ICESS/Bren Spam Reduction Project
ICESS/Bren Spam rejection counter
Many of us have noticed a increased amount of spam (unsolicited email) in our inboxes lately. This note is a brief explanation of spam, and an overview of what we the compute team, and you the users can do to reduce it.
The first thing to understand about spam is that it is inevitable. Just like telemarketers on the phone or junk mail in your snail mail (U.S. Postal Service mail) if you have an email address you will get some spam. There are a couple things you can do to reduce the rate of spam: first do NOT ever under any circumstances reply to spam. This includes trying to follow the "unsubscribe" instructions at the bottom of a message. This just encourages the spammers. The second thing is be careful with your email address. Every time you enter it on a website it increases the odds it will wind up in the hands of spammers. Many of us use a free email account from Hotmail (www.hotmail.com) or Yahoo (www.yahoo.com) when we need to enter an email address on a potentially suspicious site.
The above will help to reduce spam but will not eliminate it. The systems group also administers our mail server to reduce spam. Before I describe what we do, let me explain what we do not do. Our overriding concern is to be absolutely positive all real email gets to its recipient. In terms of a classification problem many of you are familiar with, ANY false positives are unacceptable. Secondly, while spam is annoying we do not consider it mission critical. If there is a choice between using compute team resources to fix computers, perform security related updates or reduce spam, spam will lose out every time. The last thing to keep in mind is that sendmail (the actual program that manages email) uses computational resources, and the more spam related filtering we do the more resources are consumed. Those of us who remember the "bad old days" when our email server needed to be rebooted on a daily or even hourly basis understand how bad it is to live with an overloaded mail server.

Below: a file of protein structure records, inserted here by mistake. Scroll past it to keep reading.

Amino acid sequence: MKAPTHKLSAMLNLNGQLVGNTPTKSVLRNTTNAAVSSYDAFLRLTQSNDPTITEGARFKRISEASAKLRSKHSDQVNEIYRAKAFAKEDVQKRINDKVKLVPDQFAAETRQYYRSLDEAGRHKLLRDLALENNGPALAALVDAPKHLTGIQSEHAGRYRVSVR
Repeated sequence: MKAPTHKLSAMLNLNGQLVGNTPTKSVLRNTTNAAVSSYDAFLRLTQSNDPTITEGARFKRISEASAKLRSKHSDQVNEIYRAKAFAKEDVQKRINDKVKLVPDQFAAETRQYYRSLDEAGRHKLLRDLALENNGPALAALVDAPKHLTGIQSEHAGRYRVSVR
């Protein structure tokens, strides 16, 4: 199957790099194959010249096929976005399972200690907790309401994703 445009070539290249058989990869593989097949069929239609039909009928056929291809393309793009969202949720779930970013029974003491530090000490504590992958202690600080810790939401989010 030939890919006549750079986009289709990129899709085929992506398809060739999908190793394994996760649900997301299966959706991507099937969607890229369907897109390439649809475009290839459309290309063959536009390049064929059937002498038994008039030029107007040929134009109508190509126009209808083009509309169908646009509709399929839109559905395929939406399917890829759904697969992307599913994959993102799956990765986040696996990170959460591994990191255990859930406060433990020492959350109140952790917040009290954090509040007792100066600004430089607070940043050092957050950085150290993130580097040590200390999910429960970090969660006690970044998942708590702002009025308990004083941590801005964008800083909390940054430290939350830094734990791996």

Having said that here is what we do to reduce spam. Internet organizations track mail servers that are known to forward spam and we block all mail from those. There are two common ways spammers try to hide themselves. They send mail with a blank "to:" line, or change the origination domain name to something nonexistent. This sounds rather arcane and it is. Suffice to say no legitimate email would every have either of those characteristics, so we block them. The counter below is keeping track of how much spam we've rejected lately.
The above is what we do today, we are also looking to take some additional steps. We will make it much more difficult for spammers to send mail to our big email lists (i.e. all at bren.ucsb.edu). For those of you who would like to inflict the death penalty on spammers, we are looking into user manageable solutions whereby only email address that you specify can send mail to your inbox. All other messages either go to a different folder (in Outlook) or go through some other process to be "authorized." More details on this as we get some experience with the different products.
We hope you have found this useful or at least informative, and please feel free to contact request with any questions or concerns.
The ICESS/Bren compute team.